- And his announcement of his intention to put a man on the moon: “We choose to go to the moon in this decade and do the other things, not because they are easy, but because they are hard…”
- I’ll skip Johnson, because only a couple of days ago I went on at length about his quote about Vietnam
- Nixon has no shortage of material, but here I get into the type of quote I’m really thinking of: Nixon’s own pronouncement: “I am not a crook” and Howard Baker’s question: “What did the president know and when did he know it.”
- Gerald Ford, unfortunately and unfairly, will always be associated with one quote from Lyndon Johnson: “The trouble with Jerry Ford is that he used to play football without a helmet” (in fact, that may well be Johnson‘s most famous quote and I believe that is the correct version).
- For all his greatness as an ex-president, I think Carter will always be associated with “Hi, I’m Jimmy Carter” and “I have lusted in my heart.”
- Reagan, of course, has to be associated with killer trees and other inanities beyond recollection and recall (see There He Goes Again: Ronald Reagan’s Reign of Error available on Amazon for $0.31 as of this writing! Great book). Still, much as I hated Reagan, I think two other quotes will stick out from his administration:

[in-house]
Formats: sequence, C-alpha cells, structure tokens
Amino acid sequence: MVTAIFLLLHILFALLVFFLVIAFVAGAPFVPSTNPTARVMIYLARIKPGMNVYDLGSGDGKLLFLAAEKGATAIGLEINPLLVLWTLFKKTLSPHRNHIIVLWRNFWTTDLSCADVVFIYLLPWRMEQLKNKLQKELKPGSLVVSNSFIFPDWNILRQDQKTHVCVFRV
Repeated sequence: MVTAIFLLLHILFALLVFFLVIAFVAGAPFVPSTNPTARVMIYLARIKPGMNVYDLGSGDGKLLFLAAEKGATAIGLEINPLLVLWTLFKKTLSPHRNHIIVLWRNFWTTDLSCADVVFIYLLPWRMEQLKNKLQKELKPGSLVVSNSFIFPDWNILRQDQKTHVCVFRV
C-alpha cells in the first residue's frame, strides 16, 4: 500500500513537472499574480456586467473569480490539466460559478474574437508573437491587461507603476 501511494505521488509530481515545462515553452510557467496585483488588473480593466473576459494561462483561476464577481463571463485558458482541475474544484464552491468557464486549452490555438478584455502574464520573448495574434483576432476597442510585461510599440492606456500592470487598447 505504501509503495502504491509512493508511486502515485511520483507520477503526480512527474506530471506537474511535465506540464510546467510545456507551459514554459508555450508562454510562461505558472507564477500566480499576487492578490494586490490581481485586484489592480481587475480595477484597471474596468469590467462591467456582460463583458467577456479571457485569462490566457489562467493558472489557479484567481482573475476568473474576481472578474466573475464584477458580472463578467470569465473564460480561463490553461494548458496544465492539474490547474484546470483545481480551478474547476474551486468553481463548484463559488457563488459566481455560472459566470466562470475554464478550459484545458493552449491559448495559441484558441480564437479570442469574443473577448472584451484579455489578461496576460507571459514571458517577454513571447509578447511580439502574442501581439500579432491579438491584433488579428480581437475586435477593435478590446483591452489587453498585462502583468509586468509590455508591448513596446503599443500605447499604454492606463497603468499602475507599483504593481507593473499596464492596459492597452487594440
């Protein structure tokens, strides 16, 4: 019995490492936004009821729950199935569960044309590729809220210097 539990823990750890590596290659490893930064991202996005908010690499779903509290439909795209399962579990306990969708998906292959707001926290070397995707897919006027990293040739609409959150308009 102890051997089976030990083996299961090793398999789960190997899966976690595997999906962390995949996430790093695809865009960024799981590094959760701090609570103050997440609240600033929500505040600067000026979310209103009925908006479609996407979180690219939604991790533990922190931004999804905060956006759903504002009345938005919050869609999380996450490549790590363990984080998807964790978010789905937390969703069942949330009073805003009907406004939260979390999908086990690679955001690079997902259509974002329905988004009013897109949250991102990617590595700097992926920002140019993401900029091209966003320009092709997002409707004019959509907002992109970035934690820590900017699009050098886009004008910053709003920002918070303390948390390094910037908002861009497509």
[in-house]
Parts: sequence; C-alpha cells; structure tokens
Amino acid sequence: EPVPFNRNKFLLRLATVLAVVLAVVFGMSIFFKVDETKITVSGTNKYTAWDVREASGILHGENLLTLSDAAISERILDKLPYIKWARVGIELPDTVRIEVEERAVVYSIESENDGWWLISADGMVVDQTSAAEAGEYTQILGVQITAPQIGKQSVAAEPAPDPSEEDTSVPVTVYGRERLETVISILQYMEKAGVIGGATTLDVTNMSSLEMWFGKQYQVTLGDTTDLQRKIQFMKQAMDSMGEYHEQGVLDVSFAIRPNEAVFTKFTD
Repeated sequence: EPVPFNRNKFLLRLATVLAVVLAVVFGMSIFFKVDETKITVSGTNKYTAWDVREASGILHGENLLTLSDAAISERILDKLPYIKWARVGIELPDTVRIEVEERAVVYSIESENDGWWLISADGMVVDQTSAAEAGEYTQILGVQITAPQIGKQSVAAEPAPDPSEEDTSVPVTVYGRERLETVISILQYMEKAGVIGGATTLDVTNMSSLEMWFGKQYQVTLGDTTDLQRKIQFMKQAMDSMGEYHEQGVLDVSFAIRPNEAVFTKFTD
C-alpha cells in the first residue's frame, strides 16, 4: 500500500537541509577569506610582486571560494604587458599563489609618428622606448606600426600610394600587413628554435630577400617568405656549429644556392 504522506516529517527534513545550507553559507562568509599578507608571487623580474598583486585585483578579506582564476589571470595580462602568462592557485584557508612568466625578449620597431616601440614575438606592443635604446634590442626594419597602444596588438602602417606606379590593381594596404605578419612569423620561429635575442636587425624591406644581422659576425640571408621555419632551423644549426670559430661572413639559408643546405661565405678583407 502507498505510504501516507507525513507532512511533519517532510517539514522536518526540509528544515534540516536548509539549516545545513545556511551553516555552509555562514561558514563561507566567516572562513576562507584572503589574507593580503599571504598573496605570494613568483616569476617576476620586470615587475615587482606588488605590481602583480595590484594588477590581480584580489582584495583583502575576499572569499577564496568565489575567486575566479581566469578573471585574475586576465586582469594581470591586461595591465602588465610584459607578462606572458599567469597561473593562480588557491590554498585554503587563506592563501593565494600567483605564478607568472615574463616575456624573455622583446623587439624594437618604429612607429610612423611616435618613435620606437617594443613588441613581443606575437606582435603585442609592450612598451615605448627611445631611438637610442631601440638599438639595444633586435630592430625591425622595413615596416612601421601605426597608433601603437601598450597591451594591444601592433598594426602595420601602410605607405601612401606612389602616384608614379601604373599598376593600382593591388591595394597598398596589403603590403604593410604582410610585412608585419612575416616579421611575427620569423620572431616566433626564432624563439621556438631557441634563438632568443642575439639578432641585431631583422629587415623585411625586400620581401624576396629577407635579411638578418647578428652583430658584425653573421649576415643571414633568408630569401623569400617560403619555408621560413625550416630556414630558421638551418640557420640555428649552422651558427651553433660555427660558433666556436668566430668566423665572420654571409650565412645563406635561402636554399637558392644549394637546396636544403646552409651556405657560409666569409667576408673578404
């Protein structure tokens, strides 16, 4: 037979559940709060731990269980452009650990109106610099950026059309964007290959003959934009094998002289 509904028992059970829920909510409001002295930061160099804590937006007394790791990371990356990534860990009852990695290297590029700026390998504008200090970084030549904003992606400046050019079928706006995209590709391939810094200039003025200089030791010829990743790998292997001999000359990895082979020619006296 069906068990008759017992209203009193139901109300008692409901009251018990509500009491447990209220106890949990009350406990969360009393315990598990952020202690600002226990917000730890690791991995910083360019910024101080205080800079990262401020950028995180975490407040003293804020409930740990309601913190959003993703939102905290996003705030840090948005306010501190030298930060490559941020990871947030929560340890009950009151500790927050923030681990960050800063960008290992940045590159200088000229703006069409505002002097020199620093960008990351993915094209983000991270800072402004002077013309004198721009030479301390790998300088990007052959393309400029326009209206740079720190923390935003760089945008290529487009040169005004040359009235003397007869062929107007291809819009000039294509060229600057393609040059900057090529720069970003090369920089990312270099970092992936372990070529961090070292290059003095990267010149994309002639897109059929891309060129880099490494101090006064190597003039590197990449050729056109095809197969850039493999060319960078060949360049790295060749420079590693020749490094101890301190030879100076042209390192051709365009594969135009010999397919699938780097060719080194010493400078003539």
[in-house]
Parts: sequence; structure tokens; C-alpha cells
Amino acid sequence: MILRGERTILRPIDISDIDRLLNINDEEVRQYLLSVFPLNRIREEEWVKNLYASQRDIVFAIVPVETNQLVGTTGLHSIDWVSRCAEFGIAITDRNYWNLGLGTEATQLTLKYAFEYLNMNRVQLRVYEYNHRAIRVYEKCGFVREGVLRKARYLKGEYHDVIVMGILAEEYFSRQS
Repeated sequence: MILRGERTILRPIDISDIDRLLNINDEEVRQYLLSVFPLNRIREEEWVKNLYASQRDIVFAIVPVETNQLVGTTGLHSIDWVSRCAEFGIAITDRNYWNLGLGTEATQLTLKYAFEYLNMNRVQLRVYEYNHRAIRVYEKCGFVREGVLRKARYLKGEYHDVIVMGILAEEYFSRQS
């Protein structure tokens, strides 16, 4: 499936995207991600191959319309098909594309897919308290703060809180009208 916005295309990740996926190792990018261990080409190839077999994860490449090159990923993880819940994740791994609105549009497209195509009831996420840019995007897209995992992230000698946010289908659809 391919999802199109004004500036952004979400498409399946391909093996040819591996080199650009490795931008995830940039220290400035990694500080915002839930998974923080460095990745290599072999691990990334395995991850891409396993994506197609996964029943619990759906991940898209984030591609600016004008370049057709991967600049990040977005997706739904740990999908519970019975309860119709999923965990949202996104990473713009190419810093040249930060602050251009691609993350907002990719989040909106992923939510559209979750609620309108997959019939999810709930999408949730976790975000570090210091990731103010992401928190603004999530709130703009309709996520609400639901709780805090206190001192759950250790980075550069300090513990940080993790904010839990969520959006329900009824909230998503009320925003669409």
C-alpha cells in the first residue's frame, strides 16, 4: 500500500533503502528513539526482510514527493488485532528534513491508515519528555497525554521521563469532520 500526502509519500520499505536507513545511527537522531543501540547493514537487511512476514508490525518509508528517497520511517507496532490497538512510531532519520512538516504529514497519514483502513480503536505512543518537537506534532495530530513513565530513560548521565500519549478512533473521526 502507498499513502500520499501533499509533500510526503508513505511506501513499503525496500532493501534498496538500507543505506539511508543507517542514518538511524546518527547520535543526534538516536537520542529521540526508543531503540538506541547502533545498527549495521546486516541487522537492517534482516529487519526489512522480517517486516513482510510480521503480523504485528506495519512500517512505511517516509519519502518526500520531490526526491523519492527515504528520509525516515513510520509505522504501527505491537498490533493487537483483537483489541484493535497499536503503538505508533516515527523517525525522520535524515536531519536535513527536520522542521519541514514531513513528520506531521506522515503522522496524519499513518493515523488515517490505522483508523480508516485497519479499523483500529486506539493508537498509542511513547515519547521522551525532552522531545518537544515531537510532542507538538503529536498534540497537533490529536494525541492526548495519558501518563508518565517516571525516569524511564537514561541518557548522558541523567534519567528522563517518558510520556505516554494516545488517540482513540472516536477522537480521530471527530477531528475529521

- “Mr Gorbachev, take down this wall” obviously.
- The other one that sticks in my mind, though, goes to the arrogance of the first Bush administration, but also taints Reagan, and comes from the Iran-Contra hearings. At that time, known felon Ollie North, who only avoided jail time on a technicality, was holding forth lecturing Senator Daniel Inouye on patriotism and defending one’s country. Yes, that Inouye, the Medal of Honor winner who lost an arm in combat. I can’t find the actual quote, though I would love to, but Inouye said something like “Son, do not presume to lecture me on patriotism.” Like I say, that’s not exact, but it is for me a defining moment the first time a Bush rode roughshod over the US Constitution in the name of patriotism.
- Clinton spared our Constitution, but not our dignity with “I did not have sexual relations with that woman.”
So now the question is, what will be the quote that, for me, defines the Bush years? I think it’s one I mentioned the other day where John McCain said “It’s not about who they are. It’s about who we are.” We are, as it turns out, a nation that condones torture, that turns the clock back on civil protections associated with wiretaps, that (like father like son) runs roughshod over that pesky Constitution and, but the way, secrets individuals off to prisons in foreign lands where, perhaps, they will be lucky to be charged and tried, a right that is now frequently denied in America. As crass as the quotebook legacy left by Clinton is, I think that history will judge Bush more harshly. I suspect that only a few of us will be stuck with the McCain quote floating in our heads every time Bush is mentioned though.